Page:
It’s why they’re urging their administration to replace Rice, who’s keynoting this year’s Rutgers commencement ceremony—which is their prerogative—and they’ve got every right to feel strongly about the issue. A lot of folks probably agree with them.

Rice, of course, maintains that she made the best judgment she could at the time, acknowledging in retrospect that she and her colleagues “could have done better.”

But whether or not the Rutgers faculty accepts Rice’s version of events, if they’re prepared to snub her at this point, then down the road they might also want to prepare to snub Hillary Clinton, because she, too, co-signed the invasion of Iraq.

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At the time she cast that vote I agreed with her thinking – believing that it was right to accord those powers as she defined them.  I still stand by her words on that vote at that time.  I have never had a problem with that vote as it stood then.

If Condoleeza Rice is too heavily political and thereby should be banned from campus events, who is not?  Who can speak at Rutgers now?  Anyone?  Anyone?  Bueller?

I have another question about all of this. If the chosen speaker had been  Colin Powell, would the opposition have been as formidable?  Or would the boys club in the faculty lounge just have given him the pass?

Danke shön!  Thank you, Rutgers,  for shedding light on the state of faculty mentality.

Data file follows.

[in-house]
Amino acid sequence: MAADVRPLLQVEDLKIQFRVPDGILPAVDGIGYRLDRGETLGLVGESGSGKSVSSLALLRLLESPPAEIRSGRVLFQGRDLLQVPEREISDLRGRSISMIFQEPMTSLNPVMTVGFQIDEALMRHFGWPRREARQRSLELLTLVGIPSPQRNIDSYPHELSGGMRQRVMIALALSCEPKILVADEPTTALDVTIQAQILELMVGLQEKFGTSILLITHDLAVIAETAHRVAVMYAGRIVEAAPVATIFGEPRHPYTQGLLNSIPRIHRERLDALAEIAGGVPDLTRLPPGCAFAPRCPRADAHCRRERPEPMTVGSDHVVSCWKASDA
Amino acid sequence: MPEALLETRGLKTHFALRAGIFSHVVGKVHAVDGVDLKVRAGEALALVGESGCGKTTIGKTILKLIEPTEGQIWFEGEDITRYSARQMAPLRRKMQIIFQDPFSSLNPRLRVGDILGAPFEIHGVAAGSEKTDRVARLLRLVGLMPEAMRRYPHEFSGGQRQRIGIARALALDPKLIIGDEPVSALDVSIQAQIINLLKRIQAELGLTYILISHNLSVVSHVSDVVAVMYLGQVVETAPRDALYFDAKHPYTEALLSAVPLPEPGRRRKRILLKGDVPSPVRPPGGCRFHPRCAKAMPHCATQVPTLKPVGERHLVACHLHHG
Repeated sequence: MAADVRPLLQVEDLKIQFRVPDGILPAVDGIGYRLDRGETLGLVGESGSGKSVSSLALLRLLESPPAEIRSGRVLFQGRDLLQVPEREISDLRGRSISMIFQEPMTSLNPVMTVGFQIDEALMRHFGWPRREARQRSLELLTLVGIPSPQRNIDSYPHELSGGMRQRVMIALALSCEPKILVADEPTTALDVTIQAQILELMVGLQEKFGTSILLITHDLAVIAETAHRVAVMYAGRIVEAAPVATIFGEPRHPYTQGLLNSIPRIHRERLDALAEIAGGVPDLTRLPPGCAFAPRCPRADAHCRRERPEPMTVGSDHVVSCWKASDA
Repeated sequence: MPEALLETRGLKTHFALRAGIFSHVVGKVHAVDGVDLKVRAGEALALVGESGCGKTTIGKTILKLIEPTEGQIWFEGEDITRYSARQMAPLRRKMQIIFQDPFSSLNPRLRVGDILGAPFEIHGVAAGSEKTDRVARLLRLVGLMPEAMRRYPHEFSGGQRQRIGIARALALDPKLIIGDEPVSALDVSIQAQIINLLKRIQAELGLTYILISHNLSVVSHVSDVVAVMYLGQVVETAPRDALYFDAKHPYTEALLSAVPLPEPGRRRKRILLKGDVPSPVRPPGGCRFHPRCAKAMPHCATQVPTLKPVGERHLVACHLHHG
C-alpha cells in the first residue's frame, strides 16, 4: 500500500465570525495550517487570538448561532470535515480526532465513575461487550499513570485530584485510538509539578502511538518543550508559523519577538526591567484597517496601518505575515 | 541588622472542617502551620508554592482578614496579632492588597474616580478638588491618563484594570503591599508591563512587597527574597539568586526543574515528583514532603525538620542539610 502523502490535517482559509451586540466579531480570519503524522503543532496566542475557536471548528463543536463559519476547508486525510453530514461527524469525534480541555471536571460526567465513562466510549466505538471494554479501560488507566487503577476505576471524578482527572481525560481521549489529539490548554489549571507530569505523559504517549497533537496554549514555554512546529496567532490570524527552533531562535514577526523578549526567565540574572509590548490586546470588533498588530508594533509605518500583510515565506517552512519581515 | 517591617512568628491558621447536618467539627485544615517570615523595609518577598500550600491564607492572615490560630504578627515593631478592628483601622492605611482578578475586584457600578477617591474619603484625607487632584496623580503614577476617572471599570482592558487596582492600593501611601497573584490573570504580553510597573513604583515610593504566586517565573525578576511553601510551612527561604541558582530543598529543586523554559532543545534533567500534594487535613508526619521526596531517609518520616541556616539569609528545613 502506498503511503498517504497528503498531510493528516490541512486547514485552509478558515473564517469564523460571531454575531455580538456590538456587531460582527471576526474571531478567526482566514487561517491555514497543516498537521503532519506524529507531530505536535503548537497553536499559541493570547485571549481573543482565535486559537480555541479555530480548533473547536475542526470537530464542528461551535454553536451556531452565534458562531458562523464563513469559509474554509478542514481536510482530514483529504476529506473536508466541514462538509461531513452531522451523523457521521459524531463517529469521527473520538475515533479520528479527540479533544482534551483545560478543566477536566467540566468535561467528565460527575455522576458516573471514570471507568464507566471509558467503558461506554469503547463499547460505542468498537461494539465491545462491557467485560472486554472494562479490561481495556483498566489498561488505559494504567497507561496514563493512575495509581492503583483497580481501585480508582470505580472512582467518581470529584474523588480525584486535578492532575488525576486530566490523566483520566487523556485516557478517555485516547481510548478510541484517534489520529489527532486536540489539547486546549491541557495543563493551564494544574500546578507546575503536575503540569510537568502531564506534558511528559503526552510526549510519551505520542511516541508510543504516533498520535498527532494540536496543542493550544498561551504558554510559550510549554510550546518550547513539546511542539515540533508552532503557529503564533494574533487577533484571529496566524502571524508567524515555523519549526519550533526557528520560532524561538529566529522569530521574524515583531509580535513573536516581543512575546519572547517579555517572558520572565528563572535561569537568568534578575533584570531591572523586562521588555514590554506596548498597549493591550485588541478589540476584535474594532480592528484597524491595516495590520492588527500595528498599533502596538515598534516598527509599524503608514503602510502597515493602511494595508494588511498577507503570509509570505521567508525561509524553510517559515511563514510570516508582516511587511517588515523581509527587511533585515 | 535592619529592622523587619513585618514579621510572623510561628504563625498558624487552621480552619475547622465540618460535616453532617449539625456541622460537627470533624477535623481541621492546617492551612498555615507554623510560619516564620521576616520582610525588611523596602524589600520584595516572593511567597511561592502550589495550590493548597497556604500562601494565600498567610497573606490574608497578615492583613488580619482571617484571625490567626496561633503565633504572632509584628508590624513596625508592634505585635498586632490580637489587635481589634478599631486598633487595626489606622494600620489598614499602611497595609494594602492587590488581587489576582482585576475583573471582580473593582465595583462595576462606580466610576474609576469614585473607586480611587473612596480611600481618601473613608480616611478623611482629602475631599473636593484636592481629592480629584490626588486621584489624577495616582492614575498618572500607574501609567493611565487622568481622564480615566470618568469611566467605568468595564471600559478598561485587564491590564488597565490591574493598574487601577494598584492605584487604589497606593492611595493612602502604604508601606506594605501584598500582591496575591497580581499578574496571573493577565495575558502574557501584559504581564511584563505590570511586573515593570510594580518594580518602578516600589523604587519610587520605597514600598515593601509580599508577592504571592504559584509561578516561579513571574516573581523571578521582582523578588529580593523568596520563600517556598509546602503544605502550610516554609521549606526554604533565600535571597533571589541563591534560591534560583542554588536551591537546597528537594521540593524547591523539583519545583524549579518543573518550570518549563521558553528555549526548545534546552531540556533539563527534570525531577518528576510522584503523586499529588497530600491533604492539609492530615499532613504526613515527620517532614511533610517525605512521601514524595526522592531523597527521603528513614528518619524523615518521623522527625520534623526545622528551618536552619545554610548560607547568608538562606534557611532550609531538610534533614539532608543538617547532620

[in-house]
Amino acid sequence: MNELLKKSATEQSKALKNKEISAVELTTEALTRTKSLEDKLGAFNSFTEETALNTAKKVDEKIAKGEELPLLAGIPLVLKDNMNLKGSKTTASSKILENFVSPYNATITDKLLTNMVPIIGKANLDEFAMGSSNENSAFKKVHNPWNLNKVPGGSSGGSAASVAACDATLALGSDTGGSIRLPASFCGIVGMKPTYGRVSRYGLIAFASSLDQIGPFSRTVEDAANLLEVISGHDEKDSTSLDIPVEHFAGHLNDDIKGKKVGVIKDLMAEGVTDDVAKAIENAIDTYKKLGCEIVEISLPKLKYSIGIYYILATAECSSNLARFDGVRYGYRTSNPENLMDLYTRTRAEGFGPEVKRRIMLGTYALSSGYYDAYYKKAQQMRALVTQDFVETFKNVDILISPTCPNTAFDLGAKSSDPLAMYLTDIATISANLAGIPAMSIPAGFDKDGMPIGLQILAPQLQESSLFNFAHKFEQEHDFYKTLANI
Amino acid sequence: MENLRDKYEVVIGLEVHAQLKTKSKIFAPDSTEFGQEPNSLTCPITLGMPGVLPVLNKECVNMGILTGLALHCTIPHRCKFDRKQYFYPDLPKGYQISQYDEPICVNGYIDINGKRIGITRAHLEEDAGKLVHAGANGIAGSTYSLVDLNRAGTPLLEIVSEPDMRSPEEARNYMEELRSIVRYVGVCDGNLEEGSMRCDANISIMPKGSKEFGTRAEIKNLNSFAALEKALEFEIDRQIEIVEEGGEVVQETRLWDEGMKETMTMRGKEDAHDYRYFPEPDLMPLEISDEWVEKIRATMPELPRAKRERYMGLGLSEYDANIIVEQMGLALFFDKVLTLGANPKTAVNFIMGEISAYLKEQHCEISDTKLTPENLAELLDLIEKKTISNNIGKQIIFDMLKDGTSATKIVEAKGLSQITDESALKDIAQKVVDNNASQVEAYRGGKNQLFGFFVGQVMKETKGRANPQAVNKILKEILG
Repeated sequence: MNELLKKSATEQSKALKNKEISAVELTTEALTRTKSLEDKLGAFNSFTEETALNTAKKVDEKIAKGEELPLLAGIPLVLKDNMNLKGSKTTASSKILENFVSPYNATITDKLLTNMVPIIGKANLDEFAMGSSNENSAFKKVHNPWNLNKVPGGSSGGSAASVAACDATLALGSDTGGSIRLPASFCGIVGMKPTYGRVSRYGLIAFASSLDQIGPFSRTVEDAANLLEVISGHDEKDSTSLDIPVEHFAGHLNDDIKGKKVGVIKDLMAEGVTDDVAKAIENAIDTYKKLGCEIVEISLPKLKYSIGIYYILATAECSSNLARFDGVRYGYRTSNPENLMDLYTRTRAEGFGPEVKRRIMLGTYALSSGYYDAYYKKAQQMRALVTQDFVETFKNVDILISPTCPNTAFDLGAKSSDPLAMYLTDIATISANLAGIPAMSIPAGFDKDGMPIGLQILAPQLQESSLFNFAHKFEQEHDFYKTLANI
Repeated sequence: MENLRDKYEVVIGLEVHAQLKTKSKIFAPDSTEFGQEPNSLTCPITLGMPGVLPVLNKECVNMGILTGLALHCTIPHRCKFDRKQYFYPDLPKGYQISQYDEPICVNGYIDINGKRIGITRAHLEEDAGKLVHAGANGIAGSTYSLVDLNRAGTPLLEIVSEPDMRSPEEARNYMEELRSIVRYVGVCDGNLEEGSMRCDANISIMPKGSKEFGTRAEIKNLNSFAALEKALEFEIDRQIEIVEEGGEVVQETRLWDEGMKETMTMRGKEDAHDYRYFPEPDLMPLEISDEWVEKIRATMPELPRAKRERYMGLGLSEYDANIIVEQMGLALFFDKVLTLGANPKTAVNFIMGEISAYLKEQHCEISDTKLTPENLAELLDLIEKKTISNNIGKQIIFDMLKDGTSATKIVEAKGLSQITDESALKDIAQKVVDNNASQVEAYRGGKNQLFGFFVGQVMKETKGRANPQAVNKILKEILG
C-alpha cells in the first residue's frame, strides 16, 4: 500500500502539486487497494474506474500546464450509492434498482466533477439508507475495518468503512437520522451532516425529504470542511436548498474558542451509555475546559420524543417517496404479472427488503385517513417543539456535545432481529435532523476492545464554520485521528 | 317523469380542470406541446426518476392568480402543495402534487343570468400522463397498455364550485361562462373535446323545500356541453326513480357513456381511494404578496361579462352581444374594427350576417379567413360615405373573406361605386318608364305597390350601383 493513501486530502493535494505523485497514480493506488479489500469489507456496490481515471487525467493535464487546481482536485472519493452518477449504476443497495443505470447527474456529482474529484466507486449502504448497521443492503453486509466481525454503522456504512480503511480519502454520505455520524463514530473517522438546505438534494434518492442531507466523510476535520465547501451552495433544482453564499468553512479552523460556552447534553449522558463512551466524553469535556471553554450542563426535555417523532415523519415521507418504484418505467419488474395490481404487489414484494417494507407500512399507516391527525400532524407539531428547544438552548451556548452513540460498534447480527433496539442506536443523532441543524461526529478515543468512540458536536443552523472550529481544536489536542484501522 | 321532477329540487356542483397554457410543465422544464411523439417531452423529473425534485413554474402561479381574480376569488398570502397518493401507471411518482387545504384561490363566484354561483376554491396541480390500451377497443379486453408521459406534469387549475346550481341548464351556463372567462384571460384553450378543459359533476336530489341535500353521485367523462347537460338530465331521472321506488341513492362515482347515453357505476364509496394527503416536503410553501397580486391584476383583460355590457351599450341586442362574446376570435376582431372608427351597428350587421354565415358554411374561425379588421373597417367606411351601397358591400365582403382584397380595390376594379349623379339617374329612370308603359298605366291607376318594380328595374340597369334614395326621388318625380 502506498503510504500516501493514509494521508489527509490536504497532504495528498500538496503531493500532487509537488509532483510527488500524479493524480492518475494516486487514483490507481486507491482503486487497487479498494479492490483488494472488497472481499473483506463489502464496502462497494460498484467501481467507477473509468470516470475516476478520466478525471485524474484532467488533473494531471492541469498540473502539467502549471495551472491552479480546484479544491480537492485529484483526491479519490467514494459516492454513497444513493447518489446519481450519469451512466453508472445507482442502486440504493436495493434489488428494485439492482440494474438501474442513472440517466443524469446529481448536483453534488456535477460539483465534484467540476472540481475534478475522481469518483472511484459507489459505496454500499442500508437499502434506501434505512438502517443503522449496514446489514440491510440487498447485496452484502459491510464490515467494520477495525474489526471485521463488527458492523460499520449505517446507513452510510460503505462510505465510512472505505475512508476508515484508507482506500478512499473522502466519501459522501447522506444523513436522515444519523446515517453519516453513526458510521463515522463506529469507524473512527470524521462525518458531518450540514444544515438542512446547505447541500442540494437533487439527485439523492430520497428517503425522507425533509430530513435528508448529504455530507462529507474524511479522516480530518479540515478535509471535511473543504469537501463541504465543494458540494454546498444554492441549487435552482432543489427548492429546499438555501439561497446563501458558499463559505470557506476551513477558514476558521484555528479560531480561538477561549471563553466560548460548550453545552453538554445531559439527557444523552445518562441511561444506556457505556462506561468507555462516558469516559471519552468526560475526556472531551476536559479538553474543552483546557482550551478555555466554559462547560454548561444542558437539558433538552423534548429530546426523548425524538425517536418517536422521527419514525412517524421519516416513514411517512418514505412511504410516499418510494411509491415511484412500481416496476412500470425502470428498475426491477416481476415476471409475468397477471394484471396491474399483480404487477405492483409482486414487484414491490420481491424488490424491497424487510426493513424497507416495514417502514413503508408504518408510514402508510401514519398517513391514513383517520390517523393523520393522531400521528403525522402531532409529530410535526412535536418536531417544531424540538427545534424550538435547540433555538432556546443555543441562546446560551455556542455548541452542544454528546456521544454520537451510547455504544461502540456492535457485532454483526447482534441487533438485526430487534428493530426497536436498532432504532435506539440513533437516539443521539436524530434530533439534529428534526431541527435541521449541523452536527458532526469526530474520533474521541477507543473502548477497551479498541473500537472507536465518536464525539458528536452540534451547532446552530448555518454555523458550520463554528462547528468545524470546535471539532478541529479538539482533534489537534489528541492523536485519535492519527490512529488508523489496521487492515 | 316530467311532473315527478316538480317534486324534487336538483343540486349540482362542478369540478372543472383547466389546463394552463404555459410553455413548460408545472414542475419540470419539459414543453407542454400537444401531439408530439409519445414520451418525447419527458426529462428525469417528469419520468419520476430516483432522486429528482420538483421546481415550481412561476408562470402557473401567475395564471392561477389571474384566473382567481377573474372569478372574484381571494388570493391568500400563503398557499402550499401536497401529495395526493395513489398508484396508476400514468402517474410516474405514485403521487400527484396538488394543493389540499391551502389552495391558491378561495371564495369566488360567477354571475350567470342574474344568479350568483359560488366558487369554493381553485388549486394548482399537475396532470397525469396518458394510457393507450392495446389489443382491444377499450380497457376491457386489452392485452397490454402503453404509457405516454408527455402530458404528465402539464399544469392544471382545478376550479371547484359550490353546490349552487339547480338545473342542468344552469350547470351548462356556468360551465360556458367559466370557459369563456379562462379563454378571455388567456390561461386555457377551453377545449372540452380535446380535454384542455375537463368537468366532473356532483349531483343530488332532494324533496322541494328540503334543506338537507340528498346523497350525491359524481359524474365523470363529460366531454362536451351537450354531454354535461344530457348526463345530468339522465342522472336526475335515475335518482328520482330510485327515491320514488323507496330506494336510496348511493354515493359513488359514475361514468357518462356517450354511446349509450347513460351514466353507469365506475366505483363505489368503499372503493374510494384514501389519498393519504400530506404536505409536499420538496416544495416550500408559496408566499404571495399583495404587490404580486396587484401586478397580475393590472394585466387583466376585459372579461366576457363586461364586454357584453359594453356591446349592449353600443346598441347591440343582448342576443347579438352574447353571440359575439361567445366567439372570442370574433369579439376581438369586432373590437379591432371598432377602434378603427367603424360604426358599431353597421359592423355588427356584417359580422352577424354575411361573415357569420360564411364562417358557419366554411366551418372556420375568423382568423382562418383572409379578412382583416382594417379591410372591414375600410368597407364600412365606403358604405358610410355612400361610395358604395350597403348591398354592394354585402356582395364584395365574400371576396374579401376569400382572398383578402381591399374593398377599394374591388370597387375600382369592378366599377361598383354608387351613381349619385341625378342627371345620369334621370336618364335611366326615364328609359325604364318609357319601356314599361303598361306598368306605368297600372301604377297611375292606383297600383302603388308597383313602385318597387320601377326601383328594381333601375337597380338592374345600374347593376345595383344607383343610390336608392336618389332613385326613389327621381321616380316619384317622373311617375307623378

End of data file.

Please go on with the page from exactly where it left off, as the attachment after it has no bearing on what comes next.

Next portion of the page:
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Dame Helen Mirren has chosen to portray some strong female characters,  among some of the real-life ones:

In the run-up to the glitz and glamor of Sunday’s Oscars, Dame Helen hosted the annual Women in Film reception celebrating women nominees and made her voice heard on the issue of the gender gap in the film industry.   This year, as far as we know, she dodged the red carpet and was all business.

If the montage shown at the Oscars to illustrate  this year’s theme of “Everyday Heroes” was any indication of the current representation of women in film,  Dame Helen’s focus on inequity is right on target.  Of the 21 clips shown (that I counted), only three were of real-life women heroes:  Norma Rae, Erin Brockovich, and “Maya,” the CIA operative in Zero Dark Thirty.   That is fewer than 15% and deplorable!  Karen Silkwood, Anne Frank, Joan of ArcVeronica Guerin, the Mirabal sisters the machinists of Dagenham, and Barbara Castle were nowhere to be seen in that montage.  The Academy and the industry can and must do much better.

That this comes as we begin Women’s History Month is both appropriate and ironic.

Thank you, Dame Helen!

Helen Mirren Takes on the Gender Gap

Lupita Nyong'o and Helen Mirren at the Women in Film event.Getty Images Lupita Nyong’o and Helen Mirren at the Women in Film event.

WEST HOLLYWOOD –

“Shut up,” said Helen Mirren, “’cause Mama’s in the house.”

“That includes all you guys over there near the bar,” she added, as she waited for the crowd to quiet down at the Women in Film reception on Friday evening. The boys did as the Dame commanded.

Ms. Mirren was out and about on the party circuit on Friday – she’d also made a brief appearance at the British film reception beforehand – and was this year’s co-host of the annual event, held at Fig & Olive restaurant. It spotlights female Oscar nominees – each wears a fragrant white gardenia corsage – and also serves as a booster moment to reverse the continued gender disparity in the industry.